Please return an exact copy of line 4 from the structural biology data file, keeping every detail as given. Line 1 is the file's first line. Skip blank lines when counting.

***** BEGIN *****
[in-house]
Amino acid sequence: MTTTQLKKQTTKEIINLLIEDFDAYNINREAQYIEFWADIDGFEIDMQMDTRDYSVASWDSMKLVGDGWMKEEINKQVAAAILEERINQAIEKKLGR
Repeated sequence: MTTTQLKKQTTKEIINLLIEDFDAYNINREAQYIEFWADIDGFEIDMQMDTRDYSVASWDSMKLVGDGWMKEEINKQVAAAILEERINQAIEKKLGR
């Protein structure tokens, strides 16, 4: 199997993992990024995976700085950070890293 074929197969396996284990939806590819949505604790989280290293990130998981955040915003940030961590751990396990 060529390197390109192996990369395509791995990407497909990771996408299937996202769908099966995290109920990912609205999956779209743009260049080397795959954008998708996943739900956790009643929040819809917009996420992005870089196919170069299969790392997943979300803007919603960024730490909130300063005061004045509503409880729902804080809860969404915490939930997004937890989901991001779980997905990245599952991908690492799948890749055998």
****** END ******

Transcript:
């Protein structure tokens, strides 16, 4: 199997993992990024995976700085950070890293 074929197969396996284990939806590819949505604790989280290293990130998981955040915003940030961590751990396990 060529390197390109192996990369395509791995990407497909990771996408299937996202769908099966995290109920990912609205999956779209743009260049080397795959954008998708996943739900956790009643929040819809917009996420992005870089196919170069299969790392997943979300803007919603960024730490909130300063005061004045509503409880729902804080809860969404915490939930997004937890989901991001779980997905990245599952991908690492799948890749055998």